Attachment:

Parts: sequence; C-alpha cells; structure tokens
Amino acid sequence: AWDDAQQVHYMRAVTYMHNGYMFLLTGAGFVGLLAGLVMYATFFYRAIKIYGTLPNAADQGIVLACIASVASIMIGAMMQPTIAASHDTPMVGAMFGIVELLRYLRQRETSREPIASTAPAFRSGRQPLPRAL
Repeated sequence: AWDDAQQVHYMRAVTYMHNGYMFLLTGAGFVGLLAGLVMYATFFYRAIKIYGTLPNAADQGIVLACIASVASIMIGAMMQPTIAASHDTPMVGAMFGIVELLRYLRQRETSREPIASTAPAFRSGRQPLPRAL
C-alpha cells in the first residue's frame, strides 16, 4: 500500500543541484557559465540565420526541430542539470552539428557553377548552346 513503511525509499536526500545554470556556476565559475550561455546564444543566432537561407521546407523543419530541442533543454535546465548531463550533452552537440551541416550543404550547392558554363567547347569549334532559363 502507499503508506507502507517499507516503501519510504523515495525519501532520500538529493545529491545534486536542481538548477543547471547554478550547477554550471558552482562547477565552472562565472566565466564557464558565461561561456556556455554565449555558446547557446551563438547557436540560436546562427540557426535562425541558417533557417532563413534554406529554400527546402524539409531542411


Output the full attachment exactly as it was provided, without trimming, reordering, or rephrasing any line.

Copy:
Parts: sequence; C-alpha cells; structure tokens
Amino acid sequence: AWDDAQQVHYMRAVTYMHNGYMFLLTGAGFVGLLAGLVMYATFFYRAIKIYGTLPNAADQGIVLACIASVASIMIGAMMQPTIAASHDTPMVGAMFGIVELLRYLRQRETSREPIASTAPAFRSGRQPLPRAL
Repeated sequence: AWDDAQQVHYMRAVTYMHNGYMFLLTGAGFVGLLAGLVMYATFFYRAIKIYGTLPNAADQGIVLACIASVASIMIGAMMQPTIAASHDTPMVGAMFGIVELLRYLRQRETSREPIASTAPAFRSGRQPLPRAL
C-alpha cells in the first residue's frame, strides 16, 4: 500500500543541484557559465540565420526541430542539470552539428557553377548552346 513503511525509499536526500545554470556556476565559475550561455546564444543566432537561407521546407523543419530541442533543454535546465548531463550533452552537440551541416550543404550547392558554363567547347569549334532559363 502507499503508506507502507517499507516503501519510504523515495525519501532520500538529493545529491545534486536542481538548477543547471547554478550547477554550471558552482562547477565552472562565472566565466564557464558565461561561456556556455554565449555558446547557446551563438547557436540560436546562427540557426535562425541558417533557417532563413534554406529554400527546402524539409531542411